NASA's New Horizons scientists believe that the informally named feature Wright Mons, located south of Sputnik Planum on Pluto, and another, Piccard Mons, could have been formed by the 'cryovolcanic' eruption of ices from beneath Pluto's surface.
Locations of more than 1,000 craters mapped on Pluto by NASA's New Horizons mission indicate a wide range of surface ages, which likely means that Pluto has been geologically active throughout its history.
Most inner moons in the solar system keep one face pointed toward their central planet; this frame from an animation by NASA's New Horizons shows that certainly isn't the case with the small moons of Pluto, which behave like spinning tops.
NASA's New Horizons cameras have spied swarms of mysterious 'pits' across the informally named Sputnik Planum. Scientists believe the pits may form through a combination of sublimation and ice fracturing.
Scientists using NASA's New Horizons images of Pluto's surface to make 3-D topographic maps have discovered that two of Pluto's mountains, informally named Wright Mons and Piccard Mons, could possibly be ice volcanoes.
This image of Kerberos was created by combining four individual LORRI pictures taken on July 14, 2015, approximately seven hours before New Horizons' closest approach to Pluto, at a range of 245,600 miles (396,100 km) from Kerberos.
This composite image shows a sliver of Pluto's large moon, Charon, and all four of Pluto's small moons, as resolved by LORRI on the New Horizons spacecraft. All the moons are displayed with a common intensity stretch and spatial scale (see scale bar).
Global stereo mapping of Pluto's surface is now possible, as images taken from multiple directions are downlinked from NASA's New Horizons spacecraft. You will need 3D glasses to view this image showing an ancient, heavily cratered region of Pluto.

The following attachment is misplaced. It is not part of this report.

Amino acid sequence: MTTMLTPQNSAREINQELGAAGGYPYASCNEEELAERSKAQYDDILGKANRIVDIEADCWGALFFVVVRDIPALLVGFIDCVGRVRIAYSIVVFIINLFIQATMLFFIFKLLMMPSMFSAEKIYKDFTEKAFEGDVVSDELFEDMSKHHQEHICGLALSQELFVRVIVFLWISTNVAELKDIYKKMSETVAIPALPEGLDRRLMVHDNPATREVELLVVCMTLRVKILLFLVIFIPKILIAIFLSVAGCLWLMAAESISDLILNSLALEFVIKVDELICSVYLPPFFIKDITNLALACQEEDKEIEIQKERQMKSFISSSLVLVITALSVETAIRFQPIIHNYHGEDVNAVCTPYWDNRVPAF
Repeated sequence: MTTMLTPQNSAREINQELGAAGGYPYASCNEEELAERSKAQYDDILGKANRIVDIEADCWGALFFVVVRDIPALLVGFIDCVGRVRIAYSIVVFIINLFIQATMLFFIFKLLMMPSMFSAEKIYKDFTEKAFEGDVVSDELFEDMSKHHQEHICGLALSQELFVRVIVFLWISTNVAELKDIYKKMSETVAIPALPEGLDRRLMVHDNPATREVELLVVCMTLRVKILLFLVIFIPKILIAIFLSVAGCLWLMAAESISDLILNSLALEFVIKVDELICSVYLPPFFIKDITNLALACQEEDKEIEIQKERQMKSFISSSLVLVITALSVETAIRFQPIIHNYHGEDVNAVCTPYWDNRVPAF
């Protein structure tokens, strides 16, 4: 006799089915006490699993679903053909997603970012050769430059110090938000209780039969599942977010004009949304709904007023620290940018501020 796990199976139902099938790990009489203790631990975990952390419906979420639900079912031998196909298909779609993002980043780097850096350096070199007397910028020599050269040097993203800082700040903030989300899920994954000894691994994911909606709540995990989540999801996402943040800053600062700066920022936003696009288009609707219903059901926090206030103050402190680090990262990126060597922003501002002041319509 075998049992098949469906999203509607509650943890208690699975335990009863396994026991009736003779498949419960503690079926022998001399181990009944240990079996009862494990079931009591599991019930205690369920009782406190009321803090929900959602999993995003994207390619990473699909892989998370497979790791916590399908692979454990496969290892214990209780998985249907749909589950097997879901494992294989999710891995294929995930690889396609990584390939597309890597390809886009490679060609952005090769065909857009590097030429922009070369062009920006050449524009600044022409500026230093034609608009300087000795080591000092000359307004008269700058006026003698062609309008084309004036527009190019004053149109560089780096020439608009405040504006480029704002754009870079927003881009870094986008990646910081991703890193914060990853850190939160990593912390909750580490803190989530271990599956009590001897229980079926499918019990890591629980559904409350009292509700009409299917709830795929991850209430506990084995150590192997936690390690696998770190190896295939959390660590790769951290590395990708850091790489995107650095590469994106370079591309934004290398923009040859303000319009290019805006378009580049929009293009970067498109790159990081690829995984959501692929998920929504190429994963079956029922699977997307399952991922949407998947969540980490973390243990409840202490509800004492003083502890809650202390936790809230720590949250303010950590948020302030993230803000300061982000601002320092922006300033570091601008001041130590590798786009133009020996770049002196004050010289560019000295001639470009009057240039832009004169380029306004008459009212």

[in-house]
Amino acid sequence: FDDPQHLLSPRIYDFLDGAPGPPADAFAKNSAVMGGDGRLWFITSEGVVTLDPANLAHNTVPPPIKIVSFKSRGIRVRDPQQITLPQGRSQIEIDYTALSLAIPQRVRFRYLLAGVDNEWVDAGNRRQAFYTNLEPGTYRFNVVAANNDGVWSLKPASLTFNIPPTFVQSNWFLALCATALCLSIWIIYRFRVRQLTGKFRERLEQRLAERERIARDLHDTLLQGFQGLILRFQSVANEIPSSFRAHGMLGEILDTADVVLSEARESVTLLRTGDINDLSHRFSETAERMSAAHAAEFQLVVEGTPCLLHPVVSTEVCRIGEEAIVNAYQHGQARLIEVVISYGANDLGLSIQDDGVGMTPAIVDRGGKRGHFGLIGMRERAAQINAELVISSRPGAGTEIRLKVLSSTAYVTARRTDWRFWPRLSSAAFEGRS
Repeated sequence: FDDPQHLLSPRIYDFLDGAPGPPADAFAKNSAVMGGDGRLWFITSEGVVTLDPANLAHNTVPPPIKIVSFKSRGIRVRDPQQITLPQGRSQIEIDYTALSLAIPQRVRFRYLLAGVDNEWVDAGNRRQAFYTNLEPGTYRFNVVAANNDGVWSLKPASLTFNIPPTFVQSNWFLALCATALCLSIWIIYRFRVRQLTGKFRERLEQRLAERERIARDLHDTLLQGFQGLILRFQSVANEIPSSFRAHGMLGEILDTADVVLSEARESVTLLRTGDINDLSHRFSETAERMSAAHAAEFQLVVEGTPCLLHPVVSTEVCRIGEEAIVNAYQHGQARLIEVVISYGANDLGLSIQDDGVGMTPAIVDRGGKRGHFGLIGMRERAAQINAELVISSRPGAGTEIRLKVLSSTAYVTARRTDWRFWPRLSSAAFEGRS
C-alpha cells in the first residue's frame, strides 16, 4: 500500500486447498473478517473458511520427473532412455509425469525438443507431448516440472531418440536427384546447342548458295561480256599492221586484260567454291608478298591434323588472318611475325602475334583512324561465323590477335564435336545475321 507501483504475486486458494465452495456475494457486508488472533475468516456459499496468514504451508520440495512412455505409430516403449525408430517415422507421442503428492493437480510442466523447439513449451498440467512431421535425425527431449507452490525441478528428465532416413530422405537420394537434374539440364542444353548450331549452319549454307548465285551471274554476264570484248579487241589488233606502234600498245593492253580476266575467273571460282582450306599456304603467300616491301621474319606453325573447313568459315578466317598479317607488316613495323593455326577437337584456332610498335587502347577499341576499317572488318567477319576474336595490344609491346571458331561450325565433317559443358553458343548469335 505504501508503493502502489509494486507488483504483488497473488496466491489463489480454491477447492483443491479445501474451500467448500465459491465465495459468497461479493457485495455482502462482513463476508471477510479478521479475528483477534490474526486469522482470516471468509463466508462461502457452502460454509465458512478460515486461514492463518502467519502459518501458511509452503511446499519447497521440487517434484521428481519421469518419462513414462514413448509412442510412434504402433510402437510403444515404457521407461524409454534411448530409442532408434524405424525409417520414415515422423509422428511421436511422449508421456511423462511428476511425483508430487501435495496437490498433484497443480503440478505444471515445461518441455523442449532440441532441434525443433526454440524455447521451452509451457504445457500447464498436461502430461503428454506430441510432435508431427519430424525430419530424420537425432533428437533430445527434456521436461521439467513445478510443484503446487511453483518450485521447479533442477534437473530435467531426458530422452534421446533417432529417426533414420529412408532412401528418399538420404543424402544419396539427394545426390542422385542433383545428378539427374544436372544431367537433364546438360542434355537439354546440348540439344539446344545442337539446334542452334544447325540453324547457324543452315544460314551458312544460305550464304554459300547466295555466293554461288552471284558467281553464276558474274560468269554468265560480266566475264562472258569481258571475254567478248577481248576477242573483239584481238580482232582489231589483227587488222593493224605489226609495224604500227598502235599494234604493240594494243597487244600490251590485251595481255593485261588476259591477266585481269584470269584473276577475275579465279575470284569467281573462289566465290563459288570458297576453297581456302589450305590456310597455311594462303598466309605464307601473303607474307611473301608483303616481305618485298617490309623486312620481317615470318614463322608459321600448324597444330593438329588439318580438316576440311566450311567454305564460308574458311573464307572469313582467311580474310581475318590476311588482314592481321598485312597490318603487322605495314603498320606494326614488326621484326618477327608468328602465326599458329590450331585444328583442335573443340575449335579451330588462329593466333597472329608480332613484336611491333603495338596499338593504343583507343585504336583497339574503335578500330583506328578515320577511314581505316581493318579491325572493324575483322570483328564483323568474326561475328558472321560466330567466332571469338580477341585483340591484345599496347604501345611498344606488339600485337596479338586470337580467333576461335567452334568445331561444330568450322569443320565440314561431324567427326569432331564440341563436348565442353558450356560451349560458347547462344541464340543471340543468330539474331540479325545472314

NASA's New Horizons spacecraft detected water ice on Pluto's surface, picking up on the ice's near-infrared spectral characteristics in regions informally called Viking Terra, along Virgil Fossa west of Elliot crater, and in Baré Montes.
Regions with exposed water ice are highlighted in blue in this composite image from NASA's New Horizons. The strongest signatures of water ice occur along Virgil Fossa, just west of Elliot crater (at left), and also in Viking Terra near the top.
This cylindrical projection map of Pluto, in enhanced, extended color, is the most detailed color map of Pluto ever made by NASA's New Horizons. The map can be zoomed in to reveal exquisite detail with high scientific value.
Images of Pluto taken by NASA's New Horizons spacecraft before closest approach on July 14, 2015, reveal small features, from craters to faulted mountain blocks, to the textured surface of the vast basin informally called Sputnik Planum.
High-resolution images of Pluto taken by NASA's New Horizons spacecraft just before closest approach on July 14, 2015, are the sharpest images to date of Pluto's varied terrain-revealing details down to scales of 270 meters.
NASA's New Horizons spacecraft captured this high-resolution enhanced color view of Pluto on July 14, 2015. Pluto's surface sports a remarkable range of subtle colors, enhanced in this view to a rainbow of pale blues, yellows, oranges, and deep reds.
Pluto's Majestic Mountains, Frozen Plains and Foggy Hazes
Just 15 minutes after its closest approach to Pluto on July 14, 2015, NASA's New Horizons spacecraft looked back toward the sun and captured this near-sunset view of the rugged, icy mountains and flat ice plains extending to Pluto's horizon.
Just 15 minutes after its closest approach to Pluto on July 14, 2015, NASA's New Horizons spacecraft looked back toward the sun and captured a near-sunset view of the rugged, icy mountains and flat ice plains extending to Pluto's horizon.
In this small section of the larger crescent image of Pluto, taken by NASA's New Horizons just 15 minutes after the spacecraft's closest approach on July 14, 2015, the setting sun illuminates a fog or near-surface haze.